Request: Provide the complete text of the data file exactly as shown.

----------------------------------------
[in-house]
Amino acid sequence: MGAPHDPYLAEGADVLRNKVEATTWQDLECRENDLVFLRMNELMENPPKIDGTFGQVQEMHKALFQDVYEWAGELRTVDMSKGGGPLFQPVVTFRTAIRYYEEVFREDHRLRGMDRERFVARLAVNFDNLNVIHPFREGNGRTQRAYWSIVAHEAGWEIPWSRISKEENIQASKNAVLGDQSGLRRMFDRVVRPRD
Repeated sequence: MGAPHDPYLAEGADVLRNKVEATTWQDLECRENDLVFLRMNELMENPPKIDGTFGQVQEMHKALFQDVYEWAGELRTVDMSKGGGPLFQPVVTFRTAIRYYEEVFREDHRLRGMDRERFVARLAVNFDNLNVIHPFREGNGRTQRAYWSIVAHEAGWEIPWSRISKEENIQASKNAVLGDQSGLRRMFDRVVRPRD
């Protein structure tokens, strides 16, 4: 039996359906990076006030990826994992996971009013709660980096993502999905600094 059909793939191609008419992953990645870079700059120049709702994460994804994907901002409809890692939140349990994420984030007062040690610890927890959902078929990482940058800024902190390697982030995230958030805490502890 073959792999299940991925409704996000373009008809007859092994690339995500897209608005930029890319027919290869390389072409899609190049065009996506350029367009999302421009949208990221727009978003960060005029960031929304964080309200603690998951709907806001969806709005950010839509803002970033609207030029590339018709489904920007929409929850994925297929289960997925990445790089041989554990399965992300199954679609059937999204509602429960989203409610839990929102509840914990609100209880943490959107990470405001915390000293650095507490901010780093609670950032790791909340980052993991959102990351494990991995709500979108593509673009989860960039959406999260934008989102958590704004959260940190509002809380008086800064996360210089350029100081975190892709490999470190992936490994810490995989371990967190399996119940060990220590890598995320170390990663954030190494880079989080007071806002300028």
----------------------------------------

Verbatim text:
[in-house]
Amino acid sequence: MGAPHDPYLAEGADVLRNKVEATTWQDLECRENDLVFLRMNELMENPPKIDGTFGQVQEMHKALFQDVYEWAGELRTVDMSKGGGPLFQPVVTFRTAIRYYEEVFREDHRLRGMDRERFVARLAVNFDNLNVIHPFREGNGRTQRAYWSIVAHEAGWEIPWSRISKEENIQASKNAVLGDQSGLRRMFDRVVRPRD
Repeated sequence: MGAPHDPYLAEGADVLRNKVEATTWQDLECRENDLVFLRMNELMENPPKIDGTFGQVQEMHKALFQDVYEWAGELRTVDMSKGGGPLFQPVVTFRTAIRYYEEVFREDHRLRGMDRERFVARLAVNFDNLNVIHPFREGNGRTQRAYWSIVAHEAGWEIPWSRISKEENIQASKNAVLGDQSGLRRMFDRVVRPRD
């Protein structure tokens, strides 16, 4: 039996359906990076006030990826994992996971009013709660980096993502999905600094 059909793939191609008419992953990645870079700059120049709702994460994804994907901002409809890692939140349990994420984030007062040690610890927890959902078929990482940058800024902190390697982030995230958030805490502890 073959792999299940991925409704996000373009008809007859092994690339995500897209608005930029890319027919290869390389072409899609190049065009996506350029367009999302421009949208990221727009978003960060005029960031929304964080309200603690998951709907806001969806709005950010839509803002970033609207030029590339018709489904920007929409929850994925297929289960997925990445790089041989554990399965992300199954679609059937999204509602429960989203409610839990929102509840914990609100209880943490959107990470405001915390000293650095507490901010780093609670950032790791909340980052993991959102990351494990991995709500979108593509673009989860960039959406999260934008989102958590704004959260940190509002809380008086800064996360210089350029100081975190892709490999470190992936490994810490995989371990967190399996119940060990220590890598995320170390990663954030190494880079989080007071806002300028």